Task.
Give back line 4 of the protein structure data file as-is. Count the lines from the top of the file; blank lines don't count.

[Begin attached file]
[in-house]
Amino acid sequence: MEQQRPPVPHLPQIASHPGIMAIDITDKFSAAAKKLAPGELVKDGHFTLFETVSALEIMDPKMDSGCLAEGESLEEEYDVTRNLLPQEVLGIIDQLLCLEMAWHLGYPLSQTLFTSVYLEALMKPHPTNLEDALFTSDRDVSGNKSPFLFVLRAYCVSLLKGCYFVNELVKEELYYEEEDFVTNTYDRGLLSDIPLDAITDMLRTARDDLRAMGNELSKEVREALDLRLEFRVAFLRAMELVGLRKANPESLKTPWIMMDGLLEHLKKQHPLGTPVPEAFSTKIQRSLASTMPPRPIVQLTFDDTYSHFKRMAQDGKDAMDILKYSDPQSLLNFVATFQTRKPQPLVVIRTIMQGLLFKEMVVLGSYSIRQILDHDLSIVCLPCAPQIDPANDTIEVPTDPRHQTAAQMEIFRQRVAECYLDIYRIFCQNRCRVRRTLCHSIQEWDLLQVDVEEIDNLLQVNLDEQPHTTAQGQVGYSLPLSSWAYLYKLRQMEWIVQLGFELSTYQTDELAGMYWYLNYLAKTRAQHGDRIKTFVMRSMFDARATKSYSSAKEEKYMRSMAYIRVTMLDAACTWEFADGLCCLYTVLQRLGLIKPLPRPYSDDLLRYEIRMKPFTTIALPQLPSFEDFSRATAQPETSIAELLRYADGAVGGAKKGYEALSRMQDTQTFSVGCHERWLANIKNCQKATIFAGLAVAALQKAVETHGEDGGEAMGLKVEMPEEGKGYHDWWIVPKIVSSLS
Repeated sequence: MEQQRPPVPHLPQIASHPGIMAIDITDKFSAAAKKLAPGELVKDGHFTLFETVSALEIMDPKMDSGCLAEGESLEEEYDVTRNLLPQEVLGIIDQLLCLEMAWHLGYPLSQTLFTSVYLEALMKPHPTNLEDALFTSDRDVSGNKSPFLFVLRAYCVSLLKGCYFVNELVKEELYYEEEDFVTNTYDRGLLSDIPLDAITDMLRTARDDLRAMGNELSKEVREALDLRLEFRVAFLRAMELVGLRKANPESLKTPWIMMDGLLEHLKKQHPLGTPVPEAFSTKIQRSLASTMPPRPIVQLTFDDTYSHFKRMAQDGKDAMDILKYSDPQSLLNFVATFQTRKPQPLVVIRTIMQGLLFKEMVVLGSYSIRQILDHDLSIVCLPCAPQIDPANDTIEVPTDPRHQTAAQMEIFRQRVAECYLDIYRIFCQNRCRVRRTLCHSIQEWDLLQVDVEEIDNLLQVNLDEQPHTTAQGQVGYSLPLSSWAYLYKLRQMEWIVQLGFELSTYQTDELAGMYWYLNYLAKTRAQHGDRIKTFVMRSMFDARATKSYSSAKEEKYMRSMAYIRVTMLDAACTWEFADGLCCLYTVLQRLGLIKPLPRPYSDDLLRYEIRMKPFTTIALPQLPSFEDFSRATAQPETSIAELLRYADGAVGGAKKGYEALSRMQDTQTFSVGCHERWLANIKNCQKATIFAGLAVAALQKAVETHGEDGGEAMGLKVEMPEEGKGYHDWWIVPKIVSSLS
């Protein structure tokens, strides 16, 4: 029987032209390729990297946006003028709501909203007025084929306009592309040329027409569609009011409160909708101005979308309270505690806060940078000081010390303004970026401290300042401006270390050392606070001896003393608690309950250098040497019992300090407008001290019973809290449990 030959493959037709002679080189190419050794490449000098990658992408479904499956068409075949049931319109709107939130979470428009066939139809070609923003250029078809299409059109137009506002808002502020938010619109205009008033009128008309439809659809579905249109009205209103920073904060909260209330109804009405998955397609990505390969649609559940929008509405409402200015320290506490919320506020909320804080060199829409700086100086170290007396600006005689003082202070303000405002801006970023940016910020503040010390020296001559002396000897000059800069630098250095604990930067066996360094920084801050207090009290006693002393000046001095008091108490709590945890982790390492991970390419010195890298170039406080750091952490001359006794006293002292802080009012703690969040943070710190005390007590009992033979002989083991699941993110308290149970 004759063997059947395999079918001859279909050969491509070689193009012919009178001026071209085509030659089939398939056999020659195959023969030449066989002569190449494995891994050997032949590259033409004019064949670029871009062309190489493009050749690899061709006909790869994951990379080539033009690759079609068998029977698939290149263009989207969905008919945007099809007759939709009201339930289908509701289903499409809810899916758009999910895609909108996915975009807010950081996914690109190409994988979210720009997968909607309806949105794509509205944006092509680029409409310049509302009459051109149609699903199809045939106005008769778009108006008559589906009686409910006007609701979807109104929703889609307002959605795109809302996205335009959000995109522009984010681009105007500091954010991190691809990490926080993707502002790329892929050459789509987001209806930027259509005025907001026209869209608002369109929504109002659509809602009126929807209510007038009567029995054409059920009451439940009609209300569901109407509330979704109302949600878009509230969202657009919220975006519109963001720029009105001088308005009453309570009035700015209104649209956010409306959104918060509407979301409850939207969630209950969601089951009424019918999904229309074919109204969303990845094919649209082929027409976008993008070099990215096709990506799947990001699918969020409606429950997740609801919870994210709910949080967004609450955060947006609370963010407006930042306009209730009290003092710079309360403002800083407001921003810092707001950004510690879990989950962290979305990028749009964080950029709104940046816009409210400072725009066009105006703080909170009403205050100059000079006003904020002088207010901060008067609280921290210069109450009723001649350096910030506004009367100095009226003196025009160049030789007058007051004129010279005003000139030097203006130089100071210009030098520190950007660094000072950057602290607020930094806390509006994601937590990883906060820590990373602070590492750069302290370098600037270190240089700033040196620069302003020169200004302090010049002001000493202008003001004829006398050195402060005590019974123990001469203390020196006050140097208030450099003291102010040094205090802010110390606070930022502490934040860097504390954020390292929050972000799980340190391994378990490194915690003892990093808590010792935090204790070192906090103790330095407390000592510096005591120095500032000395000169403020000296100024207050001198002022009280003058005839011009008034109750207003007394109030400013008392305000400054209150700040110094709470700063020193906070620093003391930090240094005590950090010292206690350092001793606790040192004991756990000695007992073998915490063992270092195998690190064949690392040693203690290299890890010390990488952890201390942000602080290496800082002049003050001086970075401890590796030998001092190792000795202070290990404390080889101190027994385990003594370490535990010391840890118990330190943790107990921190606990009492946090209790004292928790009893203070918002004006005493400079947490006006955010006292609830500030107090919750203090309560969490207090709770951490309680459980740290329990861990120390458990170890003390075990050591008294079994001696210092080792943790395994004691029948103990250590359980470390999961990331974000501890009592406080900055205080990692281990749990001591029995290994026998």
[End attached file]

């Protein structure tokens, strides 16, 4: 029987032209390729990297946006003028709501909203007025084929306009592309040329027409569609009011409160909708101005979308309270505690806060940078000081010390303004970026401290300042401006270390050392606070001896003393608690309950250098040497019992300090407008001290019973809290449990 030959493959037709002679080189190419050794490449000098990658992408479904499956068409075949049931319109709107939130979470428009066939139809070609923003250029078809299409059109137009506002808002502020938010619109205009008033009128008309439809659809579905249109009205209103920073904060909260209330109804009405998955397609990505390969649609559940929008509405409402200015320290506490919320506020909320804080060199829409700086100086170290007396600006005689003082202070303000405002801006970023940016910020503040010390020296001559002396000897000059800069630098250095604990930067066996360094920084801050207090009290006693002393000046001095008091108490709590945890982790390492991970390419010195890298170039406080750091952490001359006794006293002292802080009012703690969040943070710190005390007590009992033979002989083991699941993110308290149970 004759063997059947395999079918001859279909050969491509070689193009012919009178001026071209085509030659089939398939056999020659195959023969030449066989002569190449494995891994050997032949590259033409004019064949670029871009062309190489493009050749690899061709006909790869994951990379080539033009690759079609068998029977698939290149263009989207969905008919945007099809007759939709009201339930289908509701289903499409809810899916758009999910895609909108996915975009807010950081996914690109190409994988979210720009997968909607309806949105794509509205944006092509680029409409310049509302009459051109149609699903199809045939106005008769778009108006008559589906009686409910006007609701979807109104929703889609307002959605795109809302996205335009959000995109522009984010681009105007500091954010991190691809990490926080993707502002790329892929050459789509987001209806930027259509005025907001026209869209608002369109929504109002659509809602009126929807209510007038009567029995054409059920009451439940009609209300569901109407509330979704109302949600878009509230969202657009919220975006519109963001720029009105001088308005009453309570009035700015209104649209956010409306959104918060509407979301409850939207969630209950969601089951009424019918999904229309074919109204969303990845094919649209082929027409976008993008070099990215096709990506799947990001699918969020409606429950997740609801919870994210709910949080967004609450955060947006609370963010407006930042306009209730009290003092710079309360403002800083407001921003810092707001950004510690879990989950962290979305990028749009964080950029709104940046816009409210400072725009066009105006703080909170009403205050100059000079006003904020002088207010901060008067609280921290210069109450009723001649350096910030506004009367100095009226003196025009160049030789007058007051004129010279005003000139030097203006130089100071210009030098520190950007660094000072950057602290607020930094806390509006994601937590990883906060820590990373602070590492750069302290370098600037270190240089700033040196620069302003020169200004302090010049002001000493202008003001004829006398050195402060005590019974123990001469203390020196006050140097208030450099003291102010040094205090802010110390606070930022502490934040860097504390954020390292929050972000799980340190391994378990490194915690003892990093808590010792935090204790070192906090103790330095407390000592510096005591120095500032000395000169403020000296100024207050001198002022009280003058005839011009008034109750207003007394109030400013008392305000400054209150700040110094709470700063020193906070620093003391930090240094005590950090010292206690350092001793606790040192004991756990000695007992073998915490063992270092195998690190064949690392040693203690290299890890010390990488952890201390942000602080290496800082002049003050001086970075401890590796030998001092190792000795202070290990404390080889101190027994385990003594370490535990010391840890118990330190943790107990921190606990009492946090209790004292928790009893203070918002004006005493400079947490006006955010006292609830500030107090919750203090309560969490207090709770951490309680459980740290329990861990120390458990170890003390075990050591008294079994001696210092080792943790395994004691029948103990250590359980470390999961990331974000501890009592406080900055205080990692281990749990001591029995290994026998």